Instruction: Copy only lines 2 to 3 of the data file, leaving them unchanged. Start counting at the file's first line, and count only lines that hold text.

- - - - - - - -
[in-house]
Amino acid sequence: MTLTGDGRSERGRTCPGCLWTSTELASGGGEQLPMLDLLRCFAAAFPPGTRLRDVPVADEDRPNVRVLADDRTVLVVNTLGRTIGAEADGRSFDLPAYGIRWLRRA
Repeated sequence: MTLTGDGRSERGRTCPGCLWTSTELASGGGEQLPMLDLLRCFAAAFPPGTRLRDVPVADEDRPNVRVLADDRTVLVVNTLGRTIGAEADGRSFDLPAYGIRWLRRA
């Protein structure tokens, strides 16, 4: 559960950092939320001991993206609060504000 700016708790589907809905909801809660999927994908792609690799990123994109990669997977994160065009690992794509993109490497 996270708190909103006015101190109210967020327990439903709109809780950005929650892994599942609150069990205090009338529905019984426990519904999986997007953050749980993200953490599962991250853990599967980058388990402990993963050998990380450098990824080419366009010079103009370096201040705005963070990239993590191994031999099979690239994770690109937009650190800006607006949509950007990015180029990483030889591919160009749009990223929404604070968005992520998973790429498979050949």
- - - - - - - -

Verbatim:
Amino acid sequence: MTLTGDGRSERGRTCPGCLWTSTELASGGGEQLPMLDLLRCFAAAFPPGTRLRDVPVADEDRPNVRVLADDRTVLVVNTLGRTIGAEADGRSFDLPAYGIRWLRRA
Repeated sequence: MTLTGDGRSERGRTCPGCLWTSTELASGGGEQLPMLDLLRCFAAAFPPGTRLRDVPVADEDRPNVRVLADDRTVLVVNTLGRTIGAEADGRSFDLPAYGIRWLRRA